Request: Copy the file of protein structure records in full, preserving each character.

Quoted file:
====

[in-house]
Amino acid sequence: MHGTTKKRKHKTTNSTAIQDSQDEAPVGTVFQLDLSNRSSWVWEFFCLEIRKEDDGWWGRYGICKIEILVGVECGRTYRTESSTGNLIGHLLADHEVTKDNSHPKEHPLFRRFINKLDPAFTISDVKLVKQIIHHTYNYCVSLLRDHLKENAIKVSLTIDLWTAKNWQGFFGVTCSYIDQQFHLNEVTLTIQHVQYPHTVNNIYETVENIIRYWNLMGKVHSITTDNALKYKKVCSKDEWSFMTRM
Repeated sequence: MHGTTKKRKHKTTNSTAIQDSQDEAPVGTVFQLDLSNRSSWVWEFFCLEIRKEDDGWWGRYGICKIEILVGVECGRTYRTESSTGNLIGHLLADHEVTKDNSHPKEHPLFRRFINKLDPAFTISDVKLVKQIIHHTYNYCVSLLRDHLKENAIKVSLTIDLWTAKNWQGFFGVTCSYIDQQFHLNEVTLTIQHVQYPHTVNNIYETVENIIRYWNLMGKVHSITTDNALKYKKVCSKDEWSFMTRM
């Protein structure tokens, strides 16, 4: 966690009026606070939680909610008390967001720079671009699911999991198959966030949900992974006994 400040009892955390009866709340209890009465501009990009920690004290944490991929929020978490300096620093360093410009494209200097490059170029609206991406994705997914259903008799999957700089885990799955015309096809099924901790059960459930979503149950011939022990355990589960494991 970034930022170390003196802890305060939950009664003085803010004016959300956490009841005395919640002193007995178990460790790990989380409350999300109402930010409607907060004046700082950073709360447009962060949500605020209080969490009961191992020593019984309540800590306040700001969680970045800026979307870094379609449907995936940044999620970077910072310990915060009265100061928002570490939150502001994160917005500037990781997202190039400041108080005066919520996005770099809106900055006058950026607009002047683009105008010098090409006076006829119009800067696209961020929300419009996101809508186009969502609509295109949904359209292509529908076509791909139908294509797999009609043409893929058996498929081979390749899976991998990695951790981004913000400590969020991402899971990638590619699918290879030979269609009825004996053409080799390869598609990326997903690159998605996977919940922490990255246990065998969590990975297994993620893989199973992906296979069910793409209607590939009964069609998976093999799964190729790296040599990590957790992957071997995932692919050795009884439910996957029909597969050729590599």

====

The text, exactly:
[in-house]
Amino acid sequence: MHGTTKKRKHKTTNSTAIQDSQDEAPVGTVFQLDLSNRSSWVWEFFCLEIRKEDDGWWGRYGICKIEILVGVECGRTYRTESSTGNLIGHLLADHEVTKDNSHPKEHPLFRRFINKLDPAFTISDVKLVKQIIHHTYNYCVSLLRDHLKENAIKVSLTIDLWTAKNWQGFFGVTCSYIDQQFHLNEVTLTIQHVQYPHTVNNIYETVENIIRYWNLMGKVHSITTDNALKYKKVCSKDEWSFMTRM
Repeated sequence: MHGTTKKRKHKTTNSTAIQDSQDEAPVGTVFQLDLSNRSSWVWEFFCLEIRKEDDGWWGRYGICKIEILVGVECGRTYRTESSTGNLIGHLLADHEVTKDNSHPKEHPLFRRFINKLDPAFTISDVKLVKQIIHHTYNYCVSLLRDHLKENAIKVSLTIDLWTAKNWQGFFGVTCSYIDQQFHLNEVTLTIQHVQYPHTVNNIYETVENIIRYWNLMGKVHSITTDNALKYKKVCSKDEWSFMTRM
């Protein structure tokens, strides 16, 4: 966690009026606070939680909610008390967001720079671009699911999991198959966030949900992974006994 400040009892955390009866709340209890009465501009990009920690004290944490991929929020978490300096620093360093410009494209200097490059170029609206991406994705997914259903008799999957700089885990799955015309096809099924901790059960459930979503149950011939022990355990589960494991 970034930022170390003196802890305060939950009664003085803010004016959300956490009841005395919640002193007995178990460790790990989380409350999300109402930010409607907060004046700082950073709360447009962060949500605020209080969490009961191992020593019984309540800590306040700001969680970045800026979307870094379609449907995936940044999620970077910072310990915060009265100061928002570490939150502001994160917005500037990781997202190039400041108080005066919520996005770099809106900055006058950026607009002047683009105008010098090409006076006829119009800067696209961020929300419009996101809508186009969502609509295109949904359209292509529908076509791909139908294509797999009609043409893929058996498929081979390749899976991998990695951790981004913000400590969020991402899971990638590619699918290879030979269609009825004996053409080799390869598609990326997903690159998605996977919940922490990255246990065998969590990975297994993620893989199973992906296979069910793409209607590939009964069609998976093999799964190729790296040599990590957790992957071997995932692919050795009884439910996957029909597969050729590599």